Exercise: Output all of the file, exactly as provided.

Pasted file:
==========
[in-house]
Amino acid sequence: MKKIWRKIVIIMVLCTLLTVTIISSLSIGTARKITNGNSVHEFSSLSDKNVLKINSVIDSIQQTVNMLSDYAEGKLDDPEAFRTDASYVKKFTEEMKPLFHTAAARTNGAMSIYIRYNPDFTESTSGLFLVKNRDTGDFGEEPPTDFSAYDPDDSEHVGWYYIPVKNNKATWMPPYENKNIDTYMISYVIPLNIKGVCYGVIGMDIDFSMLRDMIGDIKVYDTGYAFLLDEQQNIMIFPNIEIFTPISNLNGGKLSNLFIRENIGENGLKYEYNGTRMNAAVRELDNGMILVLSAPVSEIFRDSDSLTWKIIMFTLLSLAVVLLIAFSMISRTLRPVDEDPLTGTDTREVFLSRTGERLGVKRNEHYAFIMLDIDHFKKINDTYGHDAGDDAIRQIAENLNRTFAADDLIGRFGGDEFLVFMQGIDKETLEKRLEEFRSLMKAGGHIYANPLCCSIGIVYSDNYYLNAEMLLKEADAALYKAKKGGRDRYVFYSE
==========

[in-house]
Amino acid sequence: MKKIWRKIVIIMVLCTLLTVTIISSLSIGTARKITNGNSVHEFSSLSDKNVLKINSVIDSIQQTVNMLSDYAEGKLDDPEAFRTDASYVKKFTEEMKPLFHTAAARTNGAMSIYIRYNPDFTESTSGLFLVKNRDTGDFGEEPPTDFSAYDPDDSEHVGWYYIPVKNNKATWMPPYENKNIDTYMISYVIPLNIKGVCYGVIGMDIDFSMLRDMIGDIKVYDTGYAFLLDEQQNIMIFPNIEIFTPISNLNGGKLSNLFIRENIGENGLKYEYNGTRMNAAVRELDNGMILVLSAPVSEIFRDSDSLTWKIIMFTLLSLAVVLLIAFSMISRTLRPVDEDPLTGTDTREVFLSRTGERLGVKRNEHYAFIMLDIDHFKKINDTYGHDAGDDAIRQIAENLNRTFAADDLIGRFGGDEFLVFMQGIDKETLEKRLEEFRSLMKAGGHIYANPLCCSIGIVYSDNYYLNAEMLLKEADAALYKAKKGGRDRYVFYSE